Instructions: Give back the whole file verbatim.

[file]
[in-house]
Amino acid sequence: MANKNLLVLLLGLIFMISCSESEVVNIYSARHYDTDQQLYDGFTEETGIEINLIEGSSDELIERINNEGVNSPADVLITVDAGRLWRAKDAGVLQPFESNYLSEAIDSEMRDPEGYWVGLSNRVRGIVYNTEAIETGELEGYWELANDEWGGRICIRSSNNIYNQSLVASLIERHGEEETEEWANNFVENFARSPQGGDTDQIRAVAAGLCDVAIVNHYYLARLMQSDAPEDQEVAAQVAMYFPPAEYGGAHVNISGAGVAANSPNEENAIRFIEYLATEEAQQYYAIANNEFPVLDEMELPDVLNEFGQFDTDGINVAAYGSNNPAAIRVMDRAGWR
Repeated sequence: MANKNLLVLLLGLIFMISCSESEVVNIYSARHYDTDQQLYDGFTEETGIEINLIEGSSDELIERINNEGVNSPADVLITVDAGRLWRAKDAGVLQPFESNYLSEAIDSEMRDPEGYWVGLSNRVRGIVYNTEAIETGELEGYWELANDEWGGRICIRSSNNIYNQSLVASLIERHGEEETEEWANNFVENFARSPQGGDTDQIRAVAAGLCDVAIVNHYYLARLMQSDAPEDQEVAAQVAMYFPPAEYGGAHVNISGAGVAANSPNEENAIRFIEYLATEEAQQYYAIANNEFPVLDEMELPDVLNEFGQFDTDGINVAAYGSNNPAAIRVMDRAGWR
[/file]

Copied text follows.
[in-house]
Amino acid sequence: MANKNLLVLLLGLIFMISCSESEVVNIYSARHYDTDQQLYDGFTEETGIEINLIEGSSDELIERINNEGVNSPADVLITVDAGRLWRAKDAGVLQPFESNYLSEAIDSEMRDPEGYWVGLSNRVRGIVYNTEAIETGELEGYWELANDEWGGRICIRSSNNIYNQSLVASLIERHGEEETEEWANNFVENFARSPQGGDTDQIRAVAAGLCDVAIVNHYYLARLMQSDAPEDQEVAAQVAMYFPPAEYGGAHVNISGAGVAANSPNEENAIRFIEYLATEEAQQYYAIANNEFPVLDEMELPDVLNEFGQFDTDGINVAAYGSNNPAAIRVMDRAGWR
Repeated sequence: MANKNLLVLLLGLIFMISCSESEVVNIYSARHYDTDQQLYDGFTEETGIEINLIEGSSDELIERINNEGVNSPADVLITVDAGRLWRAKDAGVLQPFESNYLSEAIDSEMRDPEGYWVGLSNRVRGIVYNTEAIETGELEGYWELANDEWGGRICIRSSNNIYNQSLVASLIERHGEEETEEWANNFVENFARSPQGGDTDQIRAVAAGLCDVAIVNHYYLARLMQSDAPEDQEVAAQVAMYFPPAEYGGAHVNISGAGVAANSPNEENAIRFIEYLATEEAQQYYAIANNEFPVLDEMELPDVLNEFGQFDTDGINVAAYGSNNPAAIRVMDRAGWR